The Minister of Agriculture, Hon Damien O’Connor announced their success at the Ahuwhenua Trophy awards dinner in New Plymouth attended by 800 people including the Hon Willie Jackson, Hon Meka Whaitiri, Kiingi Tuheitia, other dignitaries, politicians, agribusiness leaders and whānau from all the finalists.

 

As the Minister presented the winners with the trophy there were scenes of great jubilation as Trust members and whānau came on stage to join in the celebrations.

 

Tataiwhetu Trust is an organic dairy farm on which run 432 kiwi cross cows and carry 188 replacement stock on their two support blocks. They milk once a day and their herd produces 129,140 kgMS.

 

The other finalists were:

Pouarua Farms, a large operation consisting of 4,600 cows run on nine separate farms located near the township of Ngatea on the Hauraki Plains, close to Thames. The 2,200ha platform is the largest single dairy platform in the Hauraki region producing approximately 1.65M kgMS.

 

Tunapahore B2A Incorporation, a 385 cow operation located at Hawai and Torere on State Highway 35 on the East Coast of the North Island. The milking platform is 132ha, with 385 cows producing 125,940 kgMS.

 

Kingi Smiler, Chairman of the Ahuwhenua Trophy Management Committee, says the standard of all the finalists this year was particularly high and the judges had their work cut out to come up with a winner. He says the field days run by all the finalists were extremely good and showed the quality and depth of Māori dairy farming enterprises. Each finalist excelled and all are great role models for farmers.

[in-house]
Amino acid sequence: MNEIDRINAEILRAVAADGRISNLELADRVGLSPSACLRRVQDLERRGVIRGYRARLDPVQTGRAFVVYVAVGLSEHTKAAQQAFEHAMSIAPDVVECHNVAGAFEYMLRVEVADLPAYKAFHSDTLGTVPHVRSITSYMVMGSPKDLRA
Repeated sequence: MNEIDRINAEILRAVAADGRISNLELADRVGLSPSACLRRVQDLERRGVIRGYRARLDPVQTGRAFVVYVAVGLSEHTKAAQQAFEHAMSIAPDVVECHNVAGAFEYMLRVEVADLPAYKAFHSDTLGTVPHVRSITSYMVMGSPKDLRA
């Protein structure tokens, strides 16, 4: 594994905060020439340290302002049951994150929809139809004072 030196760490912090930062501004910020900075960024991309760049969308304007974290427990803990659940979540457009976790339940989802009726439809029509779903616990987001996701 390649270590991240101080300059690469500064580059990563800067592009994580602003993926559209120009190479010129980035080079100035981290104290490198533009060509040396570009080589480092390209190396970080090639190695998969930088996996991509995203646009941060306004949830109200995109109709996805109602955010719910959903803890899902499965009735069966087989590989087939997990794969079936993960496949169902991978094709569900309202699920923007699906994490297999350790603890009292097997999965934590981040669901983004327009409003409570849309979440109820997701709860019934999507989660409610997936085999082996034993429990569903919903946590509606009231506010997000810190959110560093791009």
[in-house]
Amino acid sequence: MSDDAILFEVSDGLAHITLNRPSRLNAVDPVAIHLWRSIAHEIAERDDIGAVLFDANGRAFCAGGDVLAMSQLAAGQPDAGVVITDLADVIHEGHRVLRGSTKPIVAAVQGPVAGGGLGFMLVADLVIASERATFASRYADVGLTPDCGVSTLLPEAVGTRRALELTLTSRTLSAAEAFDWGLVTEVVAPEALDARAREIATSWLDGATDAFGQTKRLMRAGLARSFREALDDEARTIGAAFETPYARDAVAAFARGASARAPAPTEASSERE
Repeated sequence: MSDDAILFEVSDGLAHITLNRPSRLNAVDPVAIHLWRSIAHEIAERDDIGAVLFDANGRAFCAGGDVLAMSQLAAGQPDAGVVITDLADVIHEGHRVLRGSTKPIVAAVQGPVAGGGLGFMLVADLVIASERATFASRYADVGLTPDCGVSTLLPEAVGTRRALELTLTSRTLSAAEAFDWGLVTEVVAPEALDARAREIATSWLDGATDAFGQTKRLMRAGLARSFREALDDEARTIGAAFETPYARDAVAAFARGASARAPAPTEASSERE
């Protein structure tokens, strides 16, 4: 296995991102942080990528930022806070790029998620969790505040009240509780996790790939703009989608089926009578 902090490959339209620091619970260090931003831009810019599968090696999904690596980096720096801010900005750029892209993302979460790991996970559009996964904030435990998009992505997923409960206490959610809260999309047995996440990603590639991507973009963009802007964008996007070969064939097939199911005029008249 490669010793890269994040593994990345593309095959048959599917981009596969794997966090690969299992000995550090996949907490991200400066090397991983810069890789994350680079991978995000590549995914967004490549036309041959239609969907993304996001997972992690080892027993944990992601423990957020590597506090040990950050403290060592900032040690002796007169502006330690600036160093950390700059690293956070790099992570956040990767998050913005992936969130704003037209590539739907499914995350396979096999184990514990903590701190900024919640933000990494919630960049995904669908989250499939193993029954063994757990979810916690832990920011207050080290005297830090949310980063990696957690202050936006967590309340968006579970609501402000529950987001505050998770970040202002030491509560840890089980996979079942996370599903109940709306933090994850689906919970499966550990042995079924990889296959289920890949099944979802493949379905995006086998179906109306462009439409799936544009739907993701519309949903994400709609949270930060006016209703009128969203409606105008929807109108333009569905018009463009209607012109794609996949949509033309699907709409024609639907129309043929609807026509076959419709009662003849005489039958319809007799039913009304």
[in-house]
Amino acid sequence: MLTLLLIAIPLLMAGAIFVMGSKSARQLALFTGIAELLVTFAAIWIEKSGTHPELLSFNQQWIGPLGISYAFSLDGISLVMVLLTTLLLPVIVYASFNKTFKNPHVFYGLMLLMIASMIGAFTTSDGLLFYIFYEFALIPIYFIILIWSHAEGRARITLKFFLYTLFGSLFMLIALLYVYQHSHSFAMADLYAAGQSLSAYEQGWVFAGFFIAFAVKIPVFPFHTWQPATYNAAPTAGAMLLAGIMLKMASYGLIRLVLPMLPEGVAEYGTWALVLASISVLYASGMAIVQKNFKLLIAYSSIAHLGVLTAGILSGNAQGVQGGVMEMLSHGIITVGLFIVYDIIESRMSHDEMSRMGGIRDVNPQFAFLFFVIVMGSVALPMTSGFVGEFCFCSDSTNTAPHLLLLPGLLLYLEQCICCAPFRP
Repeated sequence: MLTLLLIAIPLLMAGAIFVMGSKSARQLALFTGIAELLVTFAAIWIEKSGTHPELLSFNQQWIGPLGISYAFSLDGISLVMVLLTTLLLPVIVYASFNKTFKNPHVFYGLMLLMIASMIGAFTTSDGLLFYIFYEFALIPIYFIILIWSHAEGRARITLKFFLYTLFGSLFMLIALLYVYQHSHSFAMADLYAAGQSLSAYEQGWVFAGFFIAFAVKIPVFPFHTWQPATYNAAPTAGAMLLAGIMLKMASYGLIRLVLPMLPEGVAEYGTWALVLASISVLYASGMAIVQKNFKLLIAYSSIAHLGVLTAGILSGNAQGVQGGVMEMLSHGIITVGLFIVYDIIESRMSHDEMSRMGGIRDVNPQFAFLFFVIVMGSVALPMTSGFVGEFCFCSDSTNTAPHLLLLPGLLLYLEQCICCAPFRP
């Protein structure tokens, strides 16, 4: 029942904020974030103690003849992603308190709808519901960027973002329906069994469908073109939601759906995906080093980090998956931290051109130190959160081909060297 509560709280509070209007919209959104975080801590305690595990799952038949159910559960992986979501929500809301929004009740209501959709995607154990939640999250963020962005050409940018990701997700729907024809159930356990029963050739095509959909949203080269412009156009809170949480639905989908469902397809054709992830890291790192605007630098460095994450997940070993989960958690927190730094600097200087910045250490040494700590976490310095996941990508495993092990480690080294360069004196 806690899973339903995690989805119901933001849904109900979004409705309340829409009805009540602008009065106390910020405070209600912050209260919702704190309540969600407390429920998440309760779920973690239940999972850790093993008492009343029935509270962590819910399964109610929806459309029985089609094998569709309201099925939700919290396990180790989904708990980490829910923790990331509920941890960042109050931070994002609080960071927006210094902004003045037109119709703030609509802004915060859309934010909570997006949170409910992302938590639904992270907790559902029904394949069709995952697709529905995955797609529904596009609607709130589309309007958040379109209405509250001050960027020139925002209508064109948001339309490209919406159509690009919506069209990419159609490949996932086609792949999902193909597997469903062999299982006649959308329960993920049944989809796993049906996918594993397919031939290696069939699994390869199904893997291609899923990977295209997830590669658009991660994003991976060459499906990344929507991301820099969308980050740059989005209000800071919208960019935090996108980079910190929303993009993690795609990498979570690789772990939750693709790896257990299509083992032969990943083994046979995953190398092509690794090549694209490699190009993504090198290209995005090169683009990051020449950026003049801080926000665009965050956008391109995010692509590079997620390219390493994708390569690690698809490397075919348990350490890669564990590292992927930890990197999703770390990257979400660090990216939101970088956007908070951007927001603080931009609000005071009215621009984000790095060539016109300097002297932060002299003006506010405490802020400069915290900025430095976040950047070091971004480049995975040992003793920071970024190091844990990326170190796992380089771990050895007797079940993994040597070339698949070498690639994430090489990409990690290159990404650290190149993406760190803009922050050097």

“But in the end Tataiwhetu Trust were determined the winners and they and their staff are to be congratulated for this. Their farm is very special and is yet another example of our people working innovatively and hard and focusing on key strategic objectives. They join an illustrious alumni of past winners” says Kingi.

 

The Ahuwhenua Trophy is the most prestigious award for excellence in Māori farming and was inaugurated 88 years ago by the great Māori leader, Sir Apirana Ngata and the Governor General at the time, Lord Bledisloe. The objective was and still is to encourage Māori farmers to improve their land and their overall farming position with an emphasis on sustainability. On a three year rotational basis, the Trophy is competed for by Māori in the sheep and beef, horticulture, and dairy sectors. This year the competition is for dairy.

 

See more about PGG Wrightson's relationship with The Ahuwhenua Trophy here

 

Tataiwhetu Trust Profile

 

Ko Taiarahia te Maunga

Ko Te Taumata te Pa o Tūhoe-Pōtiki

Ko Ōhinemataroa te Awa